How to get a divorce
Updated: Mar 31, 2020
Making the decision to leave your husband or wife can be daunting, but if you're also unsure of the process as well, the whole thing might feel quite overwhelming too.
Below you’ll see The Divorce Partner's guide on how to get a divorce – what the grounds are, what it can cost, and how the process works.
The actual divorce, is purely an administrative process. You don’t necessarily need a solicitor in order to do this as you can do it yourself, but it is helpful to have support. It can also make the process much easier to work with someone who is experienced in the process from start to finish.
This can come from a solicitor, or from a divorce consultant.
The complications in divorce come from the issues that can arise as part of it – money, children, property etc.
The more collaborative and amicable you can be, the less expensive it will be.
The Divorce Partner works with clients to support where there’s the raw emotion in the process getting in the way. I help my clients understand the emotional stages that they can expect, both for themselves and for their ex, and this can significantly reduce conflict – and ultimately cost. In my experience, I have found that without this kind of support, there can be letters back and forth via solicitors for months and into years…not actually getting to any resolution.I help my clients to step back from the immediate “fire” and to see the bigger picture. I also help to “negotiate” rather than drive conflict. It’s about picking your battles and not fighting over the unimportant things, it’ll only cost you money. I work either just with my clients, or as part of a team with solicitors too, whatever is best for each client.
This is the form that you fill in to file for your divorce. It can be found on the internet. If you are filling this form in, you are the petitioner. Your ex husband or wife is the respondent.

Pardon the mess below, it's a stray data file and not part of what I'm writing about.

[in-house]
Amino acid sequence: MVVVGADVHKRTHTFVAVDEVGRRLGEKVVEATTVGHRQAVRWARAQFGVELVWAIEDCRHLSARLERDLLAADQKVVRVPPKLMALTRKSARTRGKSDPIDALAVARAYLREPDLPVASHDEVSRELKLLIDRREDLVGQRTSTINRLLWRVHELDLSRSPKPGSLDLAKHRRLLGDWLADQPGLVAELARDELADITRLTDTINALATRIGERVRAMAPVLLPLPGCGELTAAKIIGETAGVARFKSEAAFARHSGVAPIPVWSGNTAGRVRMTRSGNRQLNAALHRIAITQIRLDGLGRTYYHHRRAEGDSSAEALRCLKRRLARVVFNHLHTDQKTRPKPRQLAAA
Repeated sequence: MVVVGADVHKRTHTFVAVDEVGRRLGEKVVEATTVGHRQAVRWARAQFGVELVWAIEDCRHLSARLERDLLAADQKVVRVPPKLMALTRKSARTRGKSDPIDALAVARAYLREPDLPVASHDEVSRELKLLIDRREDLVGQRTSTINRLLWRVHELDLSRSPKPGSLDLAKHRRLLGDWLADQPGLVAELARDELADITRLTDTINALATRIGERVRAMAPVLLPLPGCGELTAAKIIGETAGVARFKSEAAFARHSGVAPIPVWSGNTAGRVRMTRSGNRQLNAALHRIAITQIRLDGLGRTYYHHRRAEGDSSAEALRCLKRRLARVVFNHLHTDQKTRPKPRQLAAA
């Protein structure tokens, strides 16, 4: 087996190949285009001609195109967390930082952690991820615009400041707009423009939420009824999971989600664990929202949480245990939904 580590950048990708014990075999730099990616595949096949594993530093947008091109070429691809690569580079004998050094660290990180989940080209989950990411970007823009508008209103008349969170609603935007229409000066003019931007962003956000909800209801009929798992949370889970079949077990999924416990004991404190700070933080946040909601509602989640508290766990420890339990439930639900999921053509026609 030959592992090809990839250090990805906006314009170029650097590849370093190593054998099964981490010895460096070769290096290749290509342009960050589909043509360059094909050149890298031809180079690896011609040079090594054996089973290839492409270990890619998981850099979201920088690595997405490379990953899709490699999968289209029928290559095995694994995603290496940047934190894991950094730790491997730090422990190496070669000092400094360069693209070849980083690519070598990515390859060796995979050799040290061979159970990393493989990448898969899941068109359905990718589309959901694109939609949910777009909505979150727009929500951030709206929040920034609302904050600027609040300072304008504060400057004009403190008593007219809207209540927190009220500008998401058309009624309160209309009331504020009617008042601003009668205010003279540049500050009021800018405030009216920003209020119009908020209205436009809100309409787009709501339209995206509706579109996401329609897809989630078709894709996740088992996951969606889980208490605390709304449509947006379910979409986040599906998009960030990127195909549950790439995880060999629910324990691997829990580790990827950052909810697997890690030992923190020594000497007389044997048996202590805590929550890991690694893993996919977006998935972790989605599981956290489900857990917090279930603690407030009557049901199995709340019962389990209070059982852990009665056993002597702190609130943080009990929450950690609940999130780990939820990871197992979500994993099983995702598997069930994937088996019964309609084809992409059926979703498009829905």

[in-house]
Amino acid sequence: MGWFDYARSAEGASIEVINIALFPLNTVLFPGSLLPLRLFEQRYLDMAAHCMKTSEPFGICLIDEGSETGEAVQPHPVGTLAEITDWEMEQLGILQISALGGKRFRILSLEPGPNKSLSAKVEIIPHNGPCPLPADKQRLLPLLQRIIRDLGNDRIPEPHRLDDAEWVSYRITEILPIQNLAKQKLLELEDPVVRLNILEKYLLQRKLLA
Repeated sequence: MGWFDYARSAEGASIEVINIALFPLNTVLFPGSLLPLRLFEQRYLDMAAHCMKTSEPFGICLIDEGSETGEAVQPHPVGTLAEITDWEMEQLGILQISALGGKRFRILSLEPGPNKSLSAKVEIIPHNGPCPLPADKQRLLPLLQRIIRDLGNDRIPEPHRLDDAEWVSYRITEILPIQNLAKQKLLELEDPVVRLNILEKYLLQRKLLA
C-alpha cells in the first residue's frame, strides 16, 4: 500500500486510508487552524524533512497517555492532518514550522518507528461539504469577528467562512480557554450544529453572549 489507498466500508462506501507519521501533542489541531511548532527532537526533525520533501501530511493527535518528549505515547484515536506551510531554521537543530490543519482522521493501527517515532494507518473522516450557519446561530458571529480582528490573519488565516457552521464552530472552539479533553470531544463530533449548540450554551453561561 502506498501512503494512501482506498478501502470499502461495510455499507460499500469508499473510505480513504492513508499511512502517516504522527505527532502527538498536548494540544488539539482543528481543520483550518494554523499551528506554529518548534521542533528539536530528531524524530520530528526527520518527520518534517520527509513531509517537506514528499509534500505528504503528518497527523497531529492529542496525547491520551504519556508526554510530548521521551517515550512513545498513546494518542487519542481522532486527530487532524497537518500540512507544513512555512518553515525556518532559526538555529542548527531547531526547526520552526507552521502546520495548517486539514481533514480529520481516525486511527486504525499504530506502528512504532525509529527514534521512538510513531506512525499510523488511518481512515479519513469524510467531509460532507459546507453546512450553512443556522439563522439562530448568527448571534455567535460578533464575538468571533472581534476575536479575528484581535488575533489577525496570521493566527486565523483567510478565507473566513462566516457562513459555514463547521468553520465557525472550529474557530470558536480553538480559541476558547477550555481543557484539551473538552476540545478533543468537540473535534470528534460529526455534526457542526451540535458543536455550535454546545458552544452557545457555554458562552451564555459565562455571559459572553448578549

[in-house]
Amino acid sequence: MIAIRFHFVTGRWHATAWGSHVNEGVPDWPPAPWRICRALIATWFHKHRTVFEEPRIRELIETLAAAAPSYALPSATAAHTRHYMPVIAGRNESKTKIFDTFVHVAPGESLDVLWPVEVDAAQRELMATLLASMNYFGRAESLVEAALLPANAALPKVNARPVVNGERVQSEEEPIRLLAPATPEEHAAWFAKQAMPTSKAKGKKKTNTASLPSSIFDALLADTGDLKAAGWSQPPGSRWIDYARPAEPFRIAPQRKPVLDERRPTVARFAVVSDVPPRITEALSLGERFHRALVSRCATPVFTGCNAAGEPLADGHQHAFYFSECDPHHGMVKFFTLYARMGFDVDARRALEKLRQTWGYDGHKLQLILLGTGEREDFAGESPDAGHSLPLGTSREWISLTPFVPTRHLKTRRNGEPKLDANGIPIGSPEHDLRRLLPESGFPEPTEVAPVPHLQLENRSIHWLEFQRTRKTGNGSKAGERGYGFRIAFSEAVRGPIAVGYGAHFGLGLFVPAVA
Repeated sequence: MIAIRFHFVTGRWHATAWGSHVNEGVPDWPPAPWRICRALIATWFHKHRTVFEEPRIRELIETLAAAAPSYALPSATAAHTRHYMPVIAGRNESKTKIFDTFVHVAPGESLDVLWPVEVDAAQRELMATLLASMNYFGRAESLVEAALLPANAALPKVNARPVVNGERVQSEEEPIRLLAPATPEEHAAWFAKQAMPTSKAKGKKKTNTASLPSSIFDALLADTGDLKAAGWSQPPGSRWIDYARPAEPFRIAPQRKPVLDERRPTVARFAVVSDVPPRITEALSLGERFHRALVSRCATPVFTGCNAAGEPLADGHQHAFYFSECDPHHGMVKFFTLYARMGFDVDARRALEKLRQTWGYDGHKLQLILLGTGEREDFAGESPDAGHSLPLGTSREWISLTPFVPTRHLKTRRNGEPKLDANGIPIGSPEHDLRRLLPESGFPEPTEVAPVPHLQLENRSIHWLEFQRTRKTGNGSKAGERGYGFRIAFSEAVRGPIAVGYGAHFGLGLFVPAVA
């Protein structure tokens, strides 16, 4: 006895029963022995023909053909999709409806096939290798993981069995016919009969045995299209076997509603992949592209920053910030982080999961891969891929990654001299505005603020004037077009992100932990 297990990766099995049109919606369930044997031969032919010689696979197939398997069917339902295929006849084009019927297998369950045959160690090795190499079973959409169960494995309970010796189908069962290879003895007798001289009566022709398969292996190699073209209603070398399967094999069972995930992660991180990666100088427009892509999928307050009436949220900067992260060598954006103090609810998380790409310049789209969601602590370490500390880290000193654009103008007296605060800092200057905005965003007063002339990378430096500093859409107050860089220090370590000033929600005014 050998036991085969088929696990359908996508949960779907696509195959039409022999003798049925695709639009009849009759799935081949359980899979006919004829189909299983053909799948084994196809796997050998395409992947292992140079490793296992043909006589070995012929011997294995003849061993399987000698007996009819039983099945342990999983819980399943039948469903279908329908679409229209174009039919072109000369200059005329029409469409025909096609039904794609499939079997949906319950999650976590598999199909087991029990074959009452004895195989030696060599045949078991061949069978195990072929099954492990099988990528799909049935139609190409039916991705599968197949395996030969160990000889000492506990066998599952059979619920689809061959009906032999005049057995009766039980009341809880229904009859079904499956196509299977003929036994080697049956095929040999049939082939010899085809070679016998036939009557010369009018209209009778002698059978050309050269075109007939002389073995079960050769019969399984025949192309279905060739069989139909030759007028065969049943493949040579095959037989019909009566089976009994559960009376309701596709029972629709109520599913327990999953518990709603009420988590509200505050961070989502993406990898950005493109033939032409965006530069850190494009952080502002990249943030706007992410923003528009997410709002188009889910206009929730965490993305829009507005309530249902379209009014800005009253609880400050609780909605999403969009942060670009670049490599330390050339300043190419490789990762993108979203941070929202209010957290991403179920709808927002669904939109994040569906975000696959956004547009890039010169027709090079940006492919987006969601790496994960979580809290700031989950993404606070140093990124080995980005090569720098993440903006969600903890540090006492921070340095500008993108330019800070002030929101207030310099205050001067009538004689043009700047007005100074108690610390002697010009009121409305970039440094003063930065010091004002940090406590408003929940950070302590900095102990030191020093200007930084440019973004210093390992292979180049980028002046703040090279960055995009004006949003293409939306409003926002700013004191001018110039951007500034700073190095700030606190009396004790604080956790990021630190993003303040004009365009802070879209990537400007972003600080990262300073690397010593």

You don’t have to notify your ex husband or wife, but you will have to fill in the grounds for divorce on the form, and it helps if you are in agreement on why your marriage has broken down.
Grounds for Divorce
The only grounds for divorce are that the marriage has irretrievably broken down.
To demonstrate that this has happened, you need to put your marriage breakdown into one of five categories:
Can be used where your ex has gone off with someone else (heterosexual marriages only currently – law not reformed since the 70’s). In the case of an adultery petition, the other person has to formally admit on a response form to the court that they’ve committed adultery. If you aren’t sure that they will admit it, then don’t go down this route. You can use ‘unreasonable behaviour’ instead.
2. Unreasonable behaviour
Most commonly used in the UK, and can cover anything. For example, “he doesn’t socialise with me”, “she doesn’t make any effort around the house”, “he doesn’t speak to my family”. You can also use the 'unreasonable behaviour' grounds where the relationship has involved domestic abuse. The form requires a few lines of what has happened and why this means that the marriage has broken down irretrievably. You need to add specific examples to show a general pattern of behaviour. Unlike with adultery, the person on the receiving end (the respondent) doesn’t have to formally admit to this.
A legal term that is not used by anyone. Gov.UK describes ‘desertion’ as this:
Your husband or wife has left you:
· without your agreement
· without a good reason
· to end your relationship
· for more than 2 years in the past 2.5 years
You can still claim desertion if you have lived together for up to a total of 6 months in this period.
4. and 5. Separation
There are two options for separation grounds. The first applies if "you’ve lived separately in separate homes (sometimes people can do this if they’ve been under the same roof but it’s hard to do) physically apart for two years. This requires the other person’s agreement. The second is if you’ve lived apart for five years, and doesn’t require the other person’s agreement.
Filing the petition
Once your petition is filled in, you need to send it to the court with the following:
original marriage certificate or an official copy (from the local registrar)
Court Fee* (currently £550)
*The petitioner has to pay that but people often agree to share the costs.
What happens next